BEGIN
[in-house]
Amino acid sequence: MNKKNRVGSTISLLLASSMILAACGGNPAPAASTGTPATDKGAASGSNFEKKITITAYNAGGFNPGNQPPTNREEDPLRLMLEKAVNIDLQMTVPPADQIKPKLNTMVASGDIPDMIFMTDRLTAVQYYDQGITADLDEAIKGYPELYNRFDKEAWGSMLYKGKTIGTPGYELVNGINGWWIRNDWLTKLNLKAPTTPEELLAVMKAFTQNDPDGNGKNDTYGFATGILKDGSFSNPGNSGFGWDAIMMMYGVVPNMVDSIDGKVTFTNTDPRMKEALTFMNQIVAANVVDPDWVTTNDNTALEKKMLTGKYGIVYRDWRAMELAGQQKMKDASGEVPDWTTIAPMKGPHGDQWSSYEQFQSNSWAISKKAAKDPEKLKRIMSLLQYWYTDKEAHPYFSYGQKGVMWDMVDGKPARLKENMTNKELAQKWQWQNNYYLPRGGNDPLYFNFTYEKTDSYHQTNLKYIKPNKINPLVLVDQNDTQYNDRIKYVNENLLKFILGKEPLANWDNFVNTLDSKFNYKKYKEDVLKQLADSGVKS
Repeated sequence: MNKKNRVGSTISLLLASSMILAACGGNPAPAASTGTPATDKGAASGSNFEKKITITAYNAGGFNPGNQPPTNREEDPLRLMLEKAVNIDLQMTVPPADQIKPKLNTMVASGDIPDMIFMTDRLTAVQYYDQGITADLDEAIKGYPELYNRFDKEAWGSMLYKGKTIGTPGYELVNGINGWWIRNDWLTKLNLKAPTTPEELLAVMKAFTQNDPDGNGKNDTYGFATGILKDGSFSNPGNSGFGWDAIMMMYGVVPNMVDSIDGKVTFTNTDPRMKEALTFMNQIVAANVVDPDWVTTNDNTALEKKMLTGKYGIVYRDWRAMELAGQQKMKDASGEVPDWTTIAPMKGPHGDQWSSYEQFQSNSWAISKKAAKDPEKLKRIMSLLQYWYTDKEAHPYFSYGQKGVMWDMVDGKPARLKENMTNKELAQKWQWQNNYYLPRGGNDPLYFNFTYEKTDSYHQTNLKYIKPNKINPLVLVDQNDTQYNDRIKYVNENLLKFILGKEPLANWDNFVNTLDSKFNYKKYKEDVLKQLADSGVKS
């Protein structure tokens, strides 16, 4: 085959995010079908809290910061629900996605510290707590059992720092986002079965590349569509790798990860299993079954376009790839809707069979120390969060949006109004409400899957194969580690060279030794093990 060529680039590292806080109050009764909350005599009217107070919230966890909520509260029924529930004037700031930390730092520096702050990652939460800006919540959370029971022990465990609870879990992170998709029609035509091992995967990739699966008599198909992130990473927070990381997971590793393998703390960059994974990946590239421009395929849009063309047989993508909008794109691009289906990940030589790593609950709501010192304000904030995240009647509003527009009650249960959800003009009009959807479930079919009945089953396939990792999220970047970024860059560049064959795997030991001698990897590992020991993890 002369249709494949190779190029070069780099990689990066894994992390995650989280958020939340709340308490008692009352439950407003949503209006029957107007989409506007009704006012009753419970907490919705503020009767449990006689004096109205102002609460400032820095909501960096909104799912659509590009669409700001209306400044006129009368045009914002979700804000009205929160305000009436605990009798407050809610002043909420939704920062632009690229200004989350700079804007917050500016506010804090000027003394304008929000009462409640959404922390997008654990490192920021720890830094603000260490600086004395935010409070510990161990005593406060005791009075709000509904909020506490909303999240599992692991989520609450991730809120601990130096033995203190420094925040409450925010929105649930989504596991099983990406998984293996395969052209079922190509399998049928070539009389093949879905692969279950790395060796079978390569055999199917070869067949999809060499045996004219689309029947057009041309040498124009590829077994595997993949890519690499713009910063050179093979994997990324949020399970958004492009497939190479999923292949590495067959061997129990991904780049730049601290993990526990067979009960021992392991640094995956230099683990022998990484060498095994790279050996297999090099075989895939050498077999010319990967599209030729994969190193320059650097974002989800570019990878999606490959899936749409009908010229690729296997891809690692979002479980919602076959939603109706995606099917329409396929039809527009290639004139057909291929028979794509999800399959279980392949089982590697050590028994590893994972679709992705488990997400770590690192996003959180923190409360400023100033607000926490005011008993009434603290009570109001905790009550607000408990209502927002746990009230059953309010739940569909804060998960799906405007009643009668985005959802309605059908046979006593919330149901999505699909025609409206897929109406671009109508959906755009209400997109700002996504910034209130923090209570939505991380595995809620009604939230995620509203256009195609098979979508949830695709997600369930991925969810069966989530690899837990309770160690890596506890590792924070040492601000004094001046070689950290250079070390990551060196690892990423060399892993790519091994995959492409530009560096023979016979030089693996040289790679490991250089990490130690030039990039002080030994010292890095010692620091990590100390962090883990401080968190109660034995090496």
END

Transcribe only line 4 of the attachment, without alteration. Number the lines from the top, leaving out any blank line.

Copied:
């Protein structure tokens, strides 16, 4: 085959995010079908809290910061629900996605510290707590059992720092986002079965590349569509790798990860299993079954376009790839809707069979120390969060949006109004409400899957194969580690060279030794093990 060529680039590292806080109050009764909350005599009217107070919230966890909520509260029924529930004037700031930390730092520096702050990652939460800006919540959370029971022990465990609870879990992170998709029609035509091992995967990739699966008599198909992130990473927070990381997971590793393998703390960059994974990946590239421009395929849009063309047989993508909008794109691009289906990940030589790593609950709501010192304000904030995240009647509003527009009650249960959800003009009009959807479930079919009945089953396939990792999220970047970024860059560049064959795997030991001698990897590992020991993890 002369249709494949190779190029070069780099990689990066894994992390995650989280958020939340709340308490008692009352439950407003949503209006029957107007989409506007009704006012009753419970907490919705503020009767449990006689004096109205102002609460400032820095909501960096909104799912659509590009669409700001209306400044006129009368045009914002979700804000009205929160305000009436605990009798407050809610002043909420939704920062632009690229200004989350700079804007917050500016506010804090000027003394304008929000009462409640959404922390997008654990490192920021720890830094603000260490600086004395935010409070510990161990005593406060005791009075709000509904909020506490909303999240599992692991989520609450991730809120601990130096033995203190420094925040409450925010929105649930989504596991099983990406998984293996395969052209079922190509399998049928070539009389093949879905692969279950790395060796079978390569055999199917070869067949999809060499045996004219689309029947057009041309040498124009590829077994595997993949890519690499713009910063050179093979994997990324949020399970958004492009497939190479999923292949590495067959061997129990991904780049730049601290993990526990067979009960021992392991640094995956230099683990022998990484060498095994790279050996297999090099075989895939050498077999010319990967599209030729994969190193320059650097974002989800570019990878999606490959899936749409009908010229690729296997891809690692979002479980919602076959939603109706995606099917329409396929039809527009290639004139057909291929028979794509999800399959279980392949089982590697050590028994590893994972679709992705488990997400770590690192996003959180923190409360400023100033607000926490005011008993009434603290009570109001905790009550607000408990209502927002746990009230059953309010739940569909804060998960799906405007009643009668985005959802309605059908046979006593919330149901999505699909025609409206897929109406671009109508959906755009209400997109700002996504910034209130923090209570939505991380595995809620009604939230995620509203256009195609098979979508949830695709997600369930991925969810069966989530690899837990309770160690890596506890590792924070040492601000004094001046070689950290250079070390990551060196690892990423060399892993790519091994995959492409530009560096023979016979030089693996040289790679490991250089990490130690030039990039002080030994010292890095010692620091990590100390962090883990401080968190109660034995090496």